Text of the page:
housing. I was raised not to have a child until I was paying on my own home with
a steady job and a start to my retirement fund. Lots of luck meeting those BASIC
requiremtns. Also, why have kids anyways? There are lots of things to do as an
adult and most married people and parents do not look THAT happy anyways.
One of our children told us they do not want to bring a lot of children into the
kind of world and society we have now. They are also struggling to pay off
student loans, trying to save $ for a down payment on a home, and would want to
be more stable even if they decide to have a couple of kids. We are not paying
for all of those things for them as we are trying hard to be prepared for
retirement years and not be a burden to them in our older years. We are also
caring for elderly parents at our end and spending money there. The sandwich
generation is as challenging in many respects as the Millennial generation. We
have many friends that also have Millennial children back living with them to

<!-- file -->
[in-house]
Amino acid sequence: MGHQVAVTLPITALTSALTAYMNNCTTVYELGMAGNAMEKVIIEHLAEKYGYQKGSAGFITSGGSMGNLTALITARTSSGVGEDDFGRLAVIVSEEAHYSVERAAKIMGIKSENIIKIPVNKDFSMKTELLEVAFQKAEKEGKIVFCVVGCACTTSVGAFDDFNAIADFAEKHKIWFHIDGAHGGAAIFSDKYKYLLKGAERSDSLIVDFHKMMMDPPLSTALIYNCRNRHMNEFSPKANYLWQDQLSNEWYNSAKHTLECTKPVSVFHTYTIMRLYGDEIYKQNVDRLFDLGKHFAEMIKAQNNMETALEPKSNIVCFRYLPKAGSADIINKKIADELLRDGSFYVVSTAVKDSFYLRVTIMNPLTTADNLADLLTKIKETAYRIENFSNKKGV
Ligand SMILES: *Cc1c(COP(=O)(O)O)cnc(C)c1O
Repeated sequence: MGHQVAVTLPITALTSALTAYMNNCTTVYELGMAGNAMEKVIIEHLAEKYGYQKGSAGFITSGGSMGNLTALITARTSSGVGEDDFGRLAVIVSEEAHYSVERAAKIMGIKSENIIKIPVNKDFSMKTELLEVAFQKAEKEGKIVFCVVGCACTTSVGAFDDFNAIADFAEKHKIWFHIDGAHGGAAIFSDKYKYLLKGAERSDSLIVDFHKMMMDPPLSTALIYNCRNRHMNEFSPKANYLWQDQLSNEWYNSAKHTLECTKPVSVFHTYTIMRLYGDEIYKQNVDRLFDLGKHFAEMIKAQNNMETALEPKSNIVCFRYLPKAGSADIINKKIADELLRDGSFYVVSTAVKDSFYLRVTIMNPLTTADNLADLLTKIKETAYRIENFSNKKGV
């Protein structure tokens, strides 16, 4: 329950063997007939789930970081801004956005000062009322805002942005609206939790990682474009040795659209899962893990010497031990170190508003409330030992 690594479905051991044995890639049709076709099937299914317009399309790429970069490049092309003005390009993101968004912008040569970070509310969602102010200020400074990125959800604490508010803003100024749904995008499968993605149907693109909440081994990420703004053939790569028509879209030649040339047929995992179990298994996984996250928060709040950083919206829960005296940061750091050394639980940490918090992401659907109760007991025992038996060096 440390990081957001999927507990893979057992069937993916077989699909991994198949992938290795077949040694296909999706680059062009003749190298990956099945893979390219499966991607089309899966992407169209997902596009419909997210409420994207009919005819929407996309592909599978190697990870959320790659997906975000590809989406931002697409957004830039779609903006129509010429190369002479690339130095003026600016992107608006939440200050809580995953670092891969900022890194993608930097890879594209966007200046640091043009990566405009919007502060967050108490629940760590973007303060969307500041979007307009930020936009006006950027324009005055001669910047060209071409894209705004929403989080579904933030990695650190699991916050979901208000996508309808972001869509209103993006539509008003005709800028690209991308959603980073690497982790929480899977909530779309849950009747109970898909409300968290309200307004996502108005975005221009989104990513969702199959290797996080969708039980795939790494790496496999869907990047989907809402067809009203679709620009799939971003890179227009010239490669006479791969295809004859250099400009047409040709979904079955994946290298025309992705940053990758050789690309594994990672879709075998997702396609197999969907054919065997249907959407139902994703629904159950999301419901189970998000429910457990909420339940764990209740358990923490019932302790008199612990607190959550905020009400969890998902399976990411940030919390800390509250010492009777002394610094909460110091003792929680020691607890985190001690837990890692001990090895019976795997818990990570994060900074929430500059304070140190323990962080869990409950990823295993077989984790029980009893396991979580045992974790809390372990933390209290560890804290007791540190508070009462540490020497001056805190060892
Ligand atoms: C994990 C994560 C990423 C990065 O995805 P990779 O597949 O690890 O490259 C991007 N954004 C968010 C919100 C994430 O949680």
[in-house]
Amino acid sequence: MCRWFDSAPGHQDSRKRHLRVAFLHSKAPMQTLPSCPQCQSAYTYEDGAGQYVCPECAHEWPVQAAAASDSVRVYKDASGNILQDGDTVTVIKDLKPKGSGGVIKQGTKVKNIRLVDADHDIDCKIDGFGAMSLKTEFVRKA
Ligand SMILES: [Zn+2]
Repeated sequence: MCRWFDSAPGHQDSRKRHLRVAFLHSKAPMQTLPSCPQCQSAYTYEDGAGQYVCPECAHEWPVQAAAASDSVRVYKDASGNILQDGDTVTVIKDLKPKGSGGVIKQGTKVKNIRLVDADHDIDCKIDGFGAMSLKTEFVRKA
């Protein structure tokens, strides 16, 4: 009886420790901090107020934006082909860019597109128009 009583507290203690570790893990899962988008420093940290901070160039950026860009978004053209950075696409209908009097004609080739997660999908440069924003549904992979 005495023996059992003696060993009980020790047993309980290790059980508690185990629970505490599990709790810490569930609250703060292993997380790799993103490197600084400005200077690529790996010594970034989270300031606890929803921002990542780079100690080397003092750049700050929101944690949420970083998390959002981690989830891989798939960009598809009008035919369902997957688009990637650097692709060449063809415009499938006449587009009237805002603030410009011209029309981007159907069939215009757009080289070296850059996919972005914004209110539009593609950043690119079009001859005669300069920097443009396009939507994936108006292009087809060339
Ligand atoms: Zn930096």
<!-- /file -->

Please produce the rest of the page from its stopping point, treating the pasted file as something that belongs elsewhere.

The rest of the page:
try and pay off student loans or save for a house, or due to divorce and need
help with the kids. There are many raising their grand children due to their
children's mental health or substance abuse issues and that is not your
retirement dream either. We are living in challenging times for
every generation and families in general. Everything costs a lot more and wages
in most jobs are not going up to keep up with everything that is going up.
Wealth and income are increasingly concentrated at the top, a trend that's
been going on since Reagan (briefly reduced some during the recession but is
right back to levels similar to 2007 and 1928).
Millenial Snow noted many good reasons why people don't have children
anymore, and our current remake to achieve 'greatness' will make many
of those conditions much worse. Of course, people have the right and are